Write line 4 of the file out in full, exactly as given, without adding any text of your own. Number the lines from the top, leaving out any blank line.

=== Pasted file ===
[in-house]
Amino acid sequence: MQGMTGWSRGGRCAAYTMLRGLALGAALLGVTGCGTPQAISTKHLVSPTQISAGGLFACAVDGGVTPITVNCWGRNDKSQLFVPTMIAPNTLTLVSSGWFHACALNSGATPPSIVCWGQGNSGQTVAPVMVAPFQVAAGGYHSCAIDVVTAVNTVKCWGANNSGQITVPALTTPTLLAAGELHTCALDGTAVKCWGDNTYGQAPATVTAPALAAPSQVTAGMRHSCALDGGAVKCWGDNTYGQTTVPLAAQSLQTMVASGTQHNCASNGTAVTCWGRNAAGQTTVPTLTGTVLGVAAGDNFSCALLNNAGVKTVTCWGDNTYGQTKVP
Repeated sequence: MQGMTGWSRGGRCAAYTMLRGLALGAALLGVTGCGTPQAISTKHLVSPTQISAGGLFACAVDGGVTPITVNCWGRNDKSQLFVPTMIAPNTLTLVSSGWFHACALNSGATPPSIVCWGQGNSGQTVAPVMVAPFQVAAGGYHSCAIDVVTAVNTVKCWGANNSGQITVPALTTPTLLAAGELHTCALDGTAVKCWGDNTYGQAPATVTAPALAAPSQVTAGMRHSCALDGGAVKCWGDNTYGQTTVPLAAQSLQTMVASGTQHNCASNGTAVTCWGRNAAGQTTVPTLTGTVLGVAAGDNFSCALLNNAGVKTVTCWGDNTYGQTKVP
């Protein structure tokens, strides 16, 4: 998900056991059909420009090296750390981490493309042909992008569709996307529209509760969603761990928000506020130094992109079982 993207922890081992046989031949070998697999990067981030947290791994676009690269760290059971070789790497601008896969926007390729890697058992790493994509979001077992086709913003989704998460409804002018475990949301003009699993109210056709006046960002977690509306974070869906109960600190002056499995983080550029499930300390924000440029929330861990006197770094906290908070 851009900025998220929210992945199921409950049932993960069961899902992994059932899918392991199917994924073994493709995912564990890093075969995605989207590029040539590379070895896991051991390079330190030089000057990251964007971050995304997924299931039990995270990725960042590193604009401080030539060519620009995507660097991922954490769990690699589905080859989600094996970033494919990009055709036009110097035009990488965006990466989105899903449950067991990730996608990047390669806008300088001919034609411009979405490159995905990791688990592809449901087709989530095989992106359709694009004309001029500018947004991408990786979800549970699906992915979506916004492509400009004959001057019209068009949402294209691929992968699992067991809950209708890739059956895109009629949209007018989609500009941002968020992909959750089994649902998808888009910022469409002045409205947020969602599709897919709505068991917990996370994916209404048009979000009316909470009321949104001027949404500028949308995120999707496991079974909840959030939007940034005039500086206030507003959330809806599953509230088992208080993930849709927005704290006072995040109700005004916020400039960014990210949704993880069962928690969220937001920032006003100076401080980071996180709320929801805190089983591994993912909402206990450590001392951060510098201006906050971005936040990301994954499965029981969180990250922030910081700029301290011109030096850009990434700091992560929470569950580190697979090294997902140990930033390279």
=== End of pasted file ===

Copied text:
């Protein structure tokens, strides 16, 4: 998900056991059909420009090296750390981490493309042909992008569709996307529209509760969603761990928000506020130094992109079982 993207922890081992046989031949070998697999990067981030947290791994676009690269760290059971070789790497601008896969926007390729890697058992790493994509979001077992086709913003989704998460409804002018475990949301003009699993109210056709006046960002977690509306974070869906109960600190002056499995983080550029499930300390924000440029929330861990006197770094906290908070 851009900025998220929210992945199921409950049932993960069961899902992994059932899918392991199917994924073994493709995912564990890093075969995605989207590029040539590379070895896991051991390079330190030089000057990251964007971050995304997924299931039990995270990725960042590193604009401080030539060519620009995507660097991922954490769990690699589905080859989600094996970033494919990009055709036009110097035009990488965006990466989105899903449950067991990730996608990047390669806008300088001919034609411009979405490159995905990791688990592809449901087709989530095989992106359709694009004309001029500018947004991408990786979800549970699906992915979506916004492509400009004959001057019209068009949402294209691929992968699992067991809950209708890739059956895109009629949209007018989609500009941002968020992909959750089994649902998808888009910022469409002045409205947020969602599709897919709505068991917990996370994916209404048009979000009316909470009321949104001027949404500028949308995120999707496991079974909840959030939007940034005039500086206030507003959330809806599953509230088992208080993930849709927005704290006072995040109700005004916020400039960014990210949704993880069962928690969220937001920032006003100076401080980071996180709320929801805190089983591994993912909402206990450590001392951060510098201006906050971005936040990301994954499965029981969180990250922030910081700029301290011109030096850009990434700091992560929470569950580190697979090294997902140990930033390279």